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Introducing the RS372 Radio Stack
The RS372
TRC's Radio Stack RS372 for Flight Simulation is so realistic that you can hardly tell the difference between the simulated Radio Stack and the real Bendix King Silver Line* products. Modelled after the most popular Radio Stack, as used in the Cessna 172 Skyhawk*, all details are precisely reproduced extremely close to the exact dimensions of the original radios.

Take for example the NAV/FREQ select knob on the KX155/165A. In most todays available radio stacks, you cannot pull or push the inner knob for 25Khz in and 50Khz when in the out position. The KX155/165A radio from the RS372 Radio Stack has a full functioning frequency dial. Indeed changing the frequency in 25Khz. steps when in the “in” position and in 50Khz. steps when pulled out.

During development, the utmost attention has been paid to becoming as close to the original product – used in real aircraft – as possible.

To emulate the original radio stack closely, TRC Development uses custom made LCD’s, who produce a bright orange text on a black background, just like to original. Not like other products using standard display components, the RS372 Radio Stack displays contains indeed all special elements and signs as present on the original.

The stack is constructed as a modular system. Each radio is a separate module and connected via a ribbon cable to the Radio Stack Controller, a microprocessor board which connects to your PC via USB running Flight Simulator Software. You can therefore change the order of how the radios fit in your panel. Would you rather have the Autopilot on top? Or just one COM/NAV? The TRC Radio Stack RS372 can be made to measure by yourselve with exactly the radio's you choose. And even better: at any time in future, you can extend your stack with another module.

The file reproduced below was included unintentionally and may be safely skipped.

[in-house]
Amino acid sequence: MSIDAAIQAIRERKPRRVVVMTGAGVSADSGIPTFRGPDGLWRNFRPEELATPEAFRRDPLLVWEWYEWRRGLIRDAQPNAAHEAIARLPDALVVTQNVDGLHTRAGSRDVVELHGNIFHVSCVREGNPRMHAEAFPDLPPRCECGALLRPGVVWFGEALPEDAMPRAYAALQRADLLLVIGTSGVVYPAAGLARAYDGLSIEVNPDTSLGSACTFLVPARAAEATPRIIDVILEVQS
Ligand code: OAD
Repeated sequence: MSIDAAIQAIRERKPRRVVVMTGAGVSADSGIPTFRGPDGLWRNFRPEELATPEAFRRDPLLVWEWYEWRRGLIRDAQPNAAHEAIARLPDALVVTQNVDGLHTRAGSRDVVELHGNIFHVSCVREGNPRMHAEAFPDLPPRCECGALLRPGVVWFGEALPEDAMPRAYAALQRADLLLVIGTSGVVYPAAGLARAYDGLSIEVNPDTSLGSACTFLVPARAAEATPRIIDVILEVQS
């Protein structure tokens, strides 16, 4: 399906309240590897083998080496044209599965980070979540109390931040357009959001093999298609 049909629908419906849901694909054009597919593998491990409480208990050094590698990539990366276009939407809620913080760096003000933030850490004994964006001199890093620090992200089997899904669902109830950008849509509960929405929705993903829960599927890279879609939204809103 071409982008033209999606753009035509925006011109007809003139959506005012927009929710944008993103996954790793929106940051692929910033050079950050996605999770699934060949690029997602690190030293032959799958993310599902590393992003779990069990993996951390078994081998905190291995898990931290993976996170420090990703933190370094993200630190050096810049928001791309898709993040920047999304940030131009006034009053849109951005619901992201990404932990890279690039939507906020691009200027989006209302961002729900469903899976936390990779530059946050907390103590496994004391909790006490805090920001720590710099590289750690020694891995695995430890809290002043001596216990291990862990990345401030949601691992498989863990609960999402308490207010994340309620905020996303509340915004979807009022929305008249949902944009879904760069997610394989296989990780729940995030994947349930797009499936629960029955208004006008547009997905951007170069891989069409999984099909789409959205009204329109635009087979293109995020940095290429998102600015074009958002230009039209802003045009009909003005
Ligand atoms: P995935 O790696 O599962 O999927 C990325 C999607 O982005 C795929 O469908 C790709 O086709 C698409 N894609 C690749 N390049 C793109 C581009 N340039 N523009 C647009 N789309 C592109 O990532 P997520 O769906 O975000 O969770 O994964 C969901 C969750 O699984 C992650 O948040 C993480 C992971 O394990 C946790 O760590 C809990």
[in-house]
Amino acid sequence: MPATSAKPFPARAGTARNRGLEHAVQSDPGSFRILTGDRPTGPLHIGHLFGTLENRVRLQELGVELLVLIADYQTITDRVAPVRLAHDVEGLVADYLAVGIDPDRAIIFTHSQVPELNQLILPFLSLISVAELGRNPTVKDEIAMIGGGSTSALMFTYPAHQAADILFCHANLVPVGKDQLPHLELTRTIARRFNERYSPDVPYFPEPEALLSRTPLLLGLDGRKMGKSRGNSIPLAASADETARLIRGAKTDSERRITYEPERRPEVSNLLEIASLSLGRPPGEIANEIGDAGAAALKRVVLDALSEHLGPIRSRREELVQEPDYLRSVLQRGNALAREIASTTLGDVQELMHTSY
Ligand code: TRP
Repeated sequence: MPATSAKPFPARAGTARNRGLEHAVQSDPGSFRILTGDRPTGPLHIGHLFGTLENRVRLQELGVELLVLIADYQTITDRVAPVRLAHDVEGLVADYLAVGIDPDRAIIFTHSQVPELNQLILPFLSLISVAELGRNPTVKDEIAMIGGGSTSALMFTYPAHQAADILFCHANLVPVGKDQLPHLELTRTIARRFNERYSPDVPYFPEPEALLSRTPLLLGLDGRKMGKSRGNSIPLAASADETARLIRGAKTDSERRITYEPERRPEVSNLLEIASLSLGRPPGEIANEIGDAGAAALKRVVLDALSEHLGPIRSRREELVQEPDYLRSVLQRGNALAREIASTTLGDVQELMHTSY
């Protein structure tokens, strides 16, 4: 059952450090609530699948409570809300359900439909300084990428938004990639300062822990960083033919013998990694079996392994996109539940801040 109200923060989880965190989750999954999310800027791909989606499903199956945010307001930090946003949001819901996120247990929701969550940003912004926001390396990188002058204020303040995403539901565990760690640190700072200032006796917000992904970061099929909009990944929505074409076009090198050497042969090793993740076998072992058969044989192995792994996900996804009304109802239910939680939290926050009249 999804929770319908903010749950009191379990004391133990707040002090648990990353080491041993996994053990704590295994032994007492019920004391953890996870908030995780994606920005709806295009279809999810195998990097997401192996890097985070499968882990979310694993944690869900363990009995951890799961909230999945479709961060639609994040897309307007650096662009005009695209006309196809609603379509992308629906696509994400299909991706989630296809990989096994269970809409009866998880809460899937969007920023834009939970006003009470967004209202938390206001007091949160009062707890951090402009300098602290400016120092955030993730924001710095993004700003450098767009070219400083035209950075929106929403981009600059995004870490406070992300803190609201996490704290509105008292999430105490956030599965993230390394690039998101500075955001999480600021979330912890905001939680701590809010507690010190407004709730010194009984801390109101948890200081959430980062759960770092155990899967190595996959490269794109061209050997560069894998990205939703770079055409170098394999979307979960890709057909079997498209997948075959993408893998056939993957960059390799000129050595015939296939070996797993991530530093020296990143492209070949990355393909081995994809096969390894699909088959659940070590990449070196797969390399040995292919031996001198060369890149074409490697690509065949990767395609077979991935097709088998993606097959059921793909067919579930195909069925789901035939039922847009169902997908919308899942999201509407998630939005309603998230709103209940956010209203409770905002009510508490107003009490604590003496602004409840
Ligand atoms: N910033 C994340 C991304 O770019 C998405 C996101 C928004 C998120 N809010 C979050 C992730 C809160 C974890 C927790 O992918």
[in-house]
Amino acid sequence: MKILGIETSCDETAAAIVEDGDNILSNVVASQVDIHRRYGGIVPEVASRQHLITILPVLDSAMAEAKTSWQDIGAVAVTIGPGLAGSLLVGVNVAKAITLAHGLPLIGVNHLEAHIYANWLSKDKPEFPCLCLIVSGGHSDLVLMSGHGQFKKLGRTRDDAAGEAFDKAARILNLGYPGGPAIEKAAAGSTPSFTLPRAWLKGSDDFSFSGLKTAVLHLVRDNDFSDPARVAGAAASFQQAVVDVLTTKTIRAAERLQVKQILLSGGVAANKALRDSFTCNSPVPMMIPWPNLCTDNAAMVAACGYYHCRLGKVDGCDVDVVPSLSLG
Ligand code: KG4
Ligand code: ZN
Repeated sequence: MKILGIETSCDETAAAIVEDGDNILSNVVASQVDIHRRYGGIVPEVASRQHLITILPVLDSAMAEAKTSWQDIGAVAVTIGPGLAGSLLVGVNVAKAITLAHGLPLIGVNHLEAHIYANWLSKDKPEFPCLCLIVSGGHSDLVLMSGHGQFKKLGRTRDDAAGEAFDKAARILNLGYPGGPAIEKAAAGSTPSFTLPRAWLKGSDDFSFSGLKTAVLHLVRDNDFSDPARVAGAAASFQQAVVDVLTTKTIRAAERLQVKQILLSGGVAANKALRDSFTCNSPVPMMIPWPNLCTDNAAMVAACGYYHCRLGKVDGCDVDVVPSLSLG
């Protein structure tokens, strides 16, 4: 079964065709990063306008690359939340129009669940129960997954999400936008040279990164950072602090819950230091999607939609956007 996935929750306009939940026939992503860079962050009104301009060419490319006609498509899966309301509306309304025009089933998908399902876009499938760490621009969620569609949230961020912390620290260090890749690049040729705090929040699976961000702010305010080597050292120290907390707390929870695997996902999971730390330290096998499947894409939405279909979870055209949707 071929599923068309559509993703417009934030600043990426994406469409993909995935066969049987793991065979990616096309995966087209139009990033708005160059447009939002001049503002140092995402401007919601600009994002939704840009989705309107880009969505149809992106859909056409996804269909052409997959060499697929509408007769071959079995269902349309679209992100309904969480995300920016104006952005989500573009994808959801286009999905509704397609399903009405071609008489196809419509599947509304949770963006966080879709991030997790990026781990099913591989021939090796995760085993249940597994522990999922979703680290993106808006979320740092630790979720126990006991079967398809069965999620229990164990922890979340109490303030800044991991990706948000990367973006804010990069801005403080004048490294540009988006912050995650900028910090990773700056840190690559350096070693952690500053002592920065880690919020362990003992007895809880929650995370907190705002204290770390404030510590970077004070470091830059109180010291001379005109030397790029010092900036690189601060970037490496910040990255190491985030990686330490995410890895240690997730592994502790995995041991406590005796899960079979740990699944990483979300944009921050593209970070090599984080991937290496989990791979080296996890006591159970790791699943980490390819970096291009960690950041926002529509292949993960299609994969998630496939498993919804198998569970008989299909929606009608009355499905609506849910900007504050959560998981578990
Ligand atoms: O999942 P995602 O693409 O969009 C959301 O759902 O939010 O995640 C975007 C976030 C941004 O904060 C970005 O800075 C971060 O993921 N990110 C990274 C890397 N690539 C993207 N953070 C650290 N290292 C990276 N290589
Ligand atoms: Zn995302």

Since the RSC uses uploadable software via USB (which is an automatic process during start up). New software drivers will become available regularly. At this moment, the RSC Radio Stack follows all functionality of Microsoft*) Flight Simulator FS2002/2004, with already some extra additions to the functionality of some modules to come closer to the original. (You will need FSUIPC from Pete Dowson to run the RS372 with FS2004).

TRC continues their development for more functionality (which data is not available from flight simulator programs), free of charge for users of the radio stack. For example, the KX155/165A display has a built in ACTIVE/CDI (Course Deviation Indicator) format. In a few weeks this function will also be supported and new software can be downloaded from the website. The vertical “needle” can move side to side similar to a mechanical CDI. When the needle is centered, the aircraft is on the selected OBS course. When the active frequency is tuned to a VOR frequency, the center of the CDI scale displays the “TO” or “FROM” indicator.

The Radio Stack Controller (RSC) has already provisions for future expansion like a GPS module and a Moving Map module. When they become available, its just a matter of plugging in in.

For programmers, there is an SDK (Software Development Kit) available, enabling the possibility to develop interfacing to any other flight simulator software than Microsoft Flight Simulator.

All radios can be ordered separately and a full stack includes now:
- KMA28 Audio Panel
- KX155A NAV/COM (twice, us as COM1 and COM2)
- KN62A DME
- KT76CT Transponder
- KR87 ADF
- KAP140 Autopilot

The Radio Stack Controller (RSC)